States with legalized weed have fewer poisonings from synthetic cannabinoid products, study finds

States with more restrictive marijuana laws reported the largest share of exposures to the potentially toxic synthetic drug.

click to enlarge People in states that can legally access sticky buds are less likely to use synthetic weed, a new study found. - UnSplash / Avery Meeker
UnSplash / Avery Meeker
People in states that can legally access sticky buds are less likely to use synthetic weed, a new study found.
People in states that have legalized recreational marijuana are less likely to face exposure to potentially dangerous synthetic marijuana, according to a new study.

The analysis, published last week in the Journal of Clinical Toxicology, found that legalizing recreational weed decreased the likelihood people sought out synthetic cannabinoids, thus reducing their risk of potential toxic exposure.

States that passed adult-use cannabis legalization measures experienced 22% fewer reported quarterly synthetic marijuana exposures during the 2016-2019 study period, according to the study data.

Meanwhile, states with more restrictive marijuana laws reported the largest share of exposures at 56%. In contrast, states with medical marijuana programs accounted for 38.6%, while states where pot was broadly legal experienced just 5.5%.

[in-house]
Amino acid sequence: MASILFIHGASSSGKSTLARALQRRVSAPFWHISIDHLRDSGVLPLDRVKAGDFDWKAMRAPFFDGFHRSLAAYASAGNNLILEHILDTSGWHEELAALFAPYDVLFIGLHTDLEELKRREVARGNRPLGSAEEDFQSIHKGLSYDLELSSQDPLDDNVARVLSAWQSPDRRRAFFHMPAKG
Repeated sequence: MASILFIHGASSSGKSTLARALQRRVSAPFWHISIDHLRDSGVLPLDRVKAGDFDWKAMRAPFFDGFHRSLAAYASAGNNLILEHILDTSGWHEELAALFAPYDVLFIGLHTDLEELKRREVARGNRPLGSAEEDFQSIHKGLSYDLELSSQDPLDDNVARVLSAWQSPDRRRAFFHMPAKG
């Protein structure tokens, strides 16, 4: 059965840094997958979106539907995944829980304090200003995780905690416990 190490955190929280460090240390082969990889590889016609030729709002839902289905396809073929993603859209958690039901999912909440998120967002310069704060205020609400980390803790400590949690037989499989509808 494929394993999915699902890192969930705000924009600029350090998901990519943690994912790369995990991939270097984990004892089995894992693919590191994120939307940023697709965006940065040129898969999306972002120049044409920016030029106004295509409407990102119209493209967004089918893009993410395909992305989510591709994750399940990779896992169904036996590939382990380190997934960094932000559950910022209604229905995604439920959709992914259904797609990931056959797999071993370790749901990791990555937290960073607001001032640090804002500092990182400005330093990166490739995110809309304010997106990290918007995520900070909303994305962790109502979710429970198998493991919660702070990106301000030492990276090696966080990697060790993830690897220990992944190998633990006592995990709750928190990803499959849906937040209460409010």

"This finding suggests a potential effect of policy change on substance use behaviors that may have long-term public health implications," the authors noted.

Health experts have sounded the alarm about potential toxicity of synthetic cannabinoid products, known as "spice" or "K2," which are most broadly used by young people. Consumption can result in rapid heart rates, vomiting, hallucinations, agitation and confusion, according to the Centers for Disease Control.

To come to their findings, the study's researchers analyzed 7,600 reports of exposure to synthetic cannabinoid poisoning taken from National Poison Data System data and parsed those incidents based on whether they occurred in states with or without legal access to cannabis.

Nearly 65% of the exposures they studied required medical attention, and 61  people died after their use of the synthetic drug, according to the data.

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